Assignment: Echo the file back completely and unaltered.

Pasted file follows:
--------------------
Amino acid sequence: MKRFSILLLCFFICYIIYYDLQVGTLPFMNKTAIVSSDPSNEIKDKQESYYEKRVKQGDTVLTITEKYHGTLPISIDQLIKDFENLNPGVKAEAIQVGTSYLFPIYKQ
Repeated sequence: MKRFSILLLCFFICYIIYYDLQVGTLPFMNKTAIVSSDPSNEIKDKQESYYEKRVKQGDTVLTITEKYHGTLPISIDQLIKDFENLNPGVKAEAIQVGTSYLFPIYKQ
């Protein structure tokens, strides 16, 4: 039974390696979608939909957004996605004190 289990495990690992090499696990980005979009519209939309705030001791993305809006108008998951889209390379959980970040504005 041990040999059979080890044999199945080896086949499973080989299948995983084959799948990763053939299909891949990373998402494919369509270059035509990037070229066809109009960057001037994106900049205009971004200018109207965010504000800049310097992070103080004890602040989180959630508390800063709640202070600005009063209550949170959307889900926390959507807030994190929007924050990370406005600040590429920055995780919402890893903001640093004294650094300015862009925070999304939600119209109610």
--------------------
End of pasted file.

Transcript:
Amino acid sequence: MKRFSILLLCFFICYIIYYDLQVGTLPFMNKTAIVSSDPSNEIKDKQESYYEKRVKQGDTVLTITEKYHGTLPISIDQLIKDFENLNPGVKAEAIQVGTSYLFPIYKQ
Repeated sequence: MKRFSILLLCFFICYIIYYDLQVGTLPFMNKTAIVSSDPSNEIKDKQESYYEKRVKQGDTVLTITEKYHGTLPISIDQLIKDFENLNPGVKAEAIQVGTSYLFPIYKQ
């Protein structure tokens, strides 16, 4: 039974390696979608939909957004996605004190 289990495990690992090499696990980005979009519209939309705030001791993305809006108008998951889209390379959980970040504005 041990040999059979080890044999199945080896086949499973080989299948995983084959799948990763053939299909891949990373998402494919369509270059035509990037070229066809109009960057001037994106900049205009971004200018109207965010504000800049310097992070103080004890602040989180959630508390800063709640202070600005009063209550949170959307889900926390959507807030994190929007924050990370406005600040590429920055995780919402890893903001640093004294650094300015862009925070999304939600119209109610």